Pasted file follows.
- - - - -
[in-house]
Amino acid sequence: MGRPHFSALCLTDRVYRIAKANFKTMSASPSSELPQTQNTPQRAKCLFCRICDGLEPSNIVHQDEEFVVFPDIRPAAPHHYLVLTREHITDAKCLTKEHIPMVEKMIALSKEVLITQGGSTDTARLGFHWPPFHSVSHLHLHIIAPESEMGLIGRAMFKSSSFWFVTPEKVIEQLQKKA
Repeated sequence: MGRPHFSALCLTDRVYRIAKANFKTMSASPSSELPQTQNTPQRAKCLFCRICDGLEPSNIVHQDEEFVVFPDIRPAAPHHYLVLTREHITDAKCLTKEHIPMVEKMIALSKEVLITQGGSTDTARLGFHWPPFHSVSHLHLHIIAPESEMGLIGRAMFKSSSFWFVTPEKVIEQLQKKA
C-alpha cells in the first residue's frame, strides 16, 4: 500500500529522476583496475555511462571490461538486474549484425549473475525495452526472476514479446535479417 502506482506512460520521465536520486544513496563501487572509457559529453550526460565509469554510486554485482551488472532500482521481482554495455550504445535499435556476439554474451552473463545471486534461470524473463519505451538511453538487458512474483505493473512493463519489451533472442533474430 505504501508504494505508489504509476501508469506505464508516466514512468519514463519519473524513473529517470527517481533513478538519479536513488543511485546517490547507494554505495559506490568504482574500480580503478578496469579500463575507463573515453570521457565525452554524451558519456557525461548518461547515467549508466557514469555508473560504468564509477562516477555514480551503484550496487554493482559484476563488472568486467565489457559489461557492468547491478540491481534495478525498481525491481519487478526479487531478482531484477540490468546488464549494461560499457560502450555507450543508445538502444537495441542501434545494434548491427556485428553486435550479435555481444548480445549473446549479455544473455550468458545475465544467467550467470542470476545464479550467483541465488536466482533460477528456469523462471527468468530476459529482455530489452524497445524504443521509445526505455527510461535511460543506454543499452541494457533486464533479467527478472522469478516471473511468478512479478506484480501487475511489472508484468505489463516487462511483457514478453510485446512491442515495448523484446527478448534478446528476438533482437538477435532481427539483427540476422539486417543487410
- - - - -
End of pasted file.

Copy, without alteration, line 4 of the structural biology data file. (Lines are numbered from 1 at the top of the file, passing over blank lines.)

C-alpha cells in the first residue's frame, strides 16, 4: 500500500529522476583496475555511462571490461538486474549484425549473475525495452526472476514479446535479417 502506482506512460520521465536520486544513496563501487572509457559529453550526460565509469554510486554485482551488472532500482521481482554495455550504445535499435556476439554474451552473463545471486534461470524473463519505451538511453538487458512474483505493473512493463519489451533472442533474430 505504501508504494505508489504509476501508469506505464508516466514512468519514463519519473524513473529517470527517481533513478538519479536513488543511485546517490547507494554505495559506490568504482574500480580503478578496469579500463575507463573515453570521457565525452554524451558519456557525461548518461547515467549508466557514469555508473560504468564509477562516477555514480551503484550496487554493482559484476563488472568486467565489457559489461557492468547491478540491481534495478525498481525491481519487478526479487531478482531484477540490468546488464549494461560499457560502450555507450543508445538502444537495441542501434545494434548491427556485428553486435550479435555481444548480445549473446549479455544473455550468458545475465544467467550467470542470476545464479550467483541465488536466482533460477528456469523462471527468468530476459529482455530489452524497445524504443521509445526505455527510461535511460543506454543499452541494457533486464533479467527478472522469478516471473511468478512479478506484480501487475511489472508484468505489463516487462511483457514478453510485446512491442515495448523484446527478448534478446528476438533482437538477435532481427539483427540476422539486417543487410